NEW YORK ( TheStreet) -- I'm in San Francisco Friday to chat with Tim Westergren, co-founder and Chief Strategy Officer at Pandora ( P). (Check my Twitter feed -- @Rocco_TheStreet -- for pictures from Pandora's Oakland HQ and elsewhere around the Bay Area all weekend.)We'll air my conversation with Westergren Tuesday morning on the first edition of TheBeach Meets TheStreet. This article sums up what we're going for. There's no better guest to kick it off than Westergren. I get at this whole "thing" I'm trying to get at (read that a few times and it makes sense ... really) in this morning's Apple ( AAPL): Einhorn's a Hustler and He Doesn't Understand or Care About Apple. Perpetual start-up. Start-up mentality. Start-up culture. There's just this whole way of thinking about companies as start-ups that, say, the classically trained MBA simply cannot wrap his or her head around. As someone who is rarely at a loss for words, I have a bit of difficulty expressing how I feel. It's almost like it's such a part of me that I can't explain it (if that makes sense!). That said, when I talk to entrepreneurs, people at start-ups and others of that ilk, they just "get it." They completely understand why I'm bullish Amazon.com ( AMZN) and bow to the Bezos. When I pitch them on TheBeach Meets TheStreet, the idea of a raw, unrefined, wholly casual production resonates with them. They have no trouble making sense of the notion that companies such as Pandora, Facebook ( FB) and LinkedIn ( LNKD) are the future ... NOW.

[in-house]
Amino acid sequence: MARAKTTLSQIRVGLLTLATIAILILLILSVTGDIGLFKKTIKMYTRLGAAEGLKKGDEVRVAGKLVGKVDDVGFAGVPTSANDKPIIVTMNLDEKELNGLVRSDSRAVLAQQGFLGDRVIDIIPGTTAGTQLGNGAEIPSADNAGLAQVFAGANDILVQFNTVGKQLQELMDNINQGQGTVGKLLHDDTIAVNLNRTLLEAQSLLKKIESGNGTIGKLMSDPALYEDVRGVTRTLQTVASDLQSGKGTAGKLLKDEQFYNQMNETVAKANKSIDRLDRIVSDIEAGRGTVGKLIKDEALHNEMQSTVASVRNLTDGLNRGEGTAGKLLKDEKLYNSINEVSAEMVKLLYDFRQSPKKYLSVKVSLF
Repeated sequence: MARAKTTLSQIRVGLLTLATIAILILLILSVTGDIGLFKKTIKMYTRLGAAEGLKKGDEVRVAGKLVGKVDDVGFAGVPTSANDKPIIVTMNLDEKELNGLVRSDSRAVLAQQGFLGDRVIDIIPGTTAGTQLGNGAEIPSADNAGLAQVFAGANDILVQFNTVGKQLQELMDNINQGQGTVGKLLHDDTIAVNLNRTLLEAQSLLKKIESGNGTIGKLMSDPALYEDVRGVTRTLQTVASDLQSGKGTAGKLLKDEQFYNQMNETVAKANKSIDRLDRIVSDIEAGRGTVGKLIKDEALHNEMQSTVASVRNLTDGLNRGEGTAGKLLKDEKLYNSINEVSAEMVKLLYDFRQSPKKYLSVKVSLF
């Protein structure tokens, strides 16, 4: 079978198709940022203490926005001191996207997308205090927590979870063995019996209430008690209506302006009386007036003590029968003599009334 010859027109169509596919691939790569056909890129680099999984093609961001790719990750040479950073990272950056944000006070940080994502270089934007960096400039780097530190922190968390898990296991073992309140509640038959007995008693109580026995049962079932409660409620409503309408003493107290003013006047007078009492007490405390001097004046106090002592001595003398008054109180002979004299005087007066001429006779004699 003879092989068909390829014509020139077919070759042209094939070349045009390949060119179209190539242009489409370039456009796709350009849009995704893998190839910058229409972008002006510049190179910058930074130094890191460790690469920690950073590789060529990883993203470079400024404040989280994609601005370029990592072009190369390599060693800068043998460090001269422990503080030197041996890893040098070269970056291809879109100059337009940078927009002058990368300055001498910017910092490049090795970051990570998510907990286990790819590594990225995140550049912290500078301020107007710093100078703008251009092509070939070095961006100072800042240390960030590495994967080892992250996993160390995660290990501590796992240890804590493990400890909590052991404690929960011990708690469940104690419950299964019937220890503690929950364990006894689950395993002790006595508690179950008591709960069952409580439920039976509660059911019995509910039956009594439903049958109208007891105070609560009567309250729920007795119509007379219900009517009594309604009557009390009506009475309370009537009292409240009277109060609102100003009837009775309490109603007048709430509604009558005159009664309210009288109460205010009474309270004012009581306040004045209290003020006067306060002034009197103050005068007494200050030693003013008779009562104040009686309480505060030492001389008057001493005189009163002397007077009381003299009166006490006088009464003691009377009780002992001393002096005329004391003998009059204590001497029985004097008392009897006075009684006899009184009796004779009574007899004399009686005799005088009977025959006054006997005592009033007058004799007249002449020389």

Investors need to embrace a new way of thinking as the decade progresses: This is not 1999-2000. That era set the stage for what we have now -- companies changing the rules of the game, not to mention the way we carry out our most basic daily functions. If LinkedIn's earnings report doesn't make you think twice about all of this, I'm not sure what will. This is the classic case of a perpetual start-up with massive long-term opportunity and the drive, resources and know-how to leverage it. You can read the above-linked article to get the numbers on LinkedIn's quarter, but I'm more concerned with the great instinct of the company's CEO, Jeff Weiner, and the people who work with him. They just get things done. Head down. Tunnel vision. No attention paid to the critics who claim they're not for real ... because they realize -- though with humility -- that these critics simply do not get it.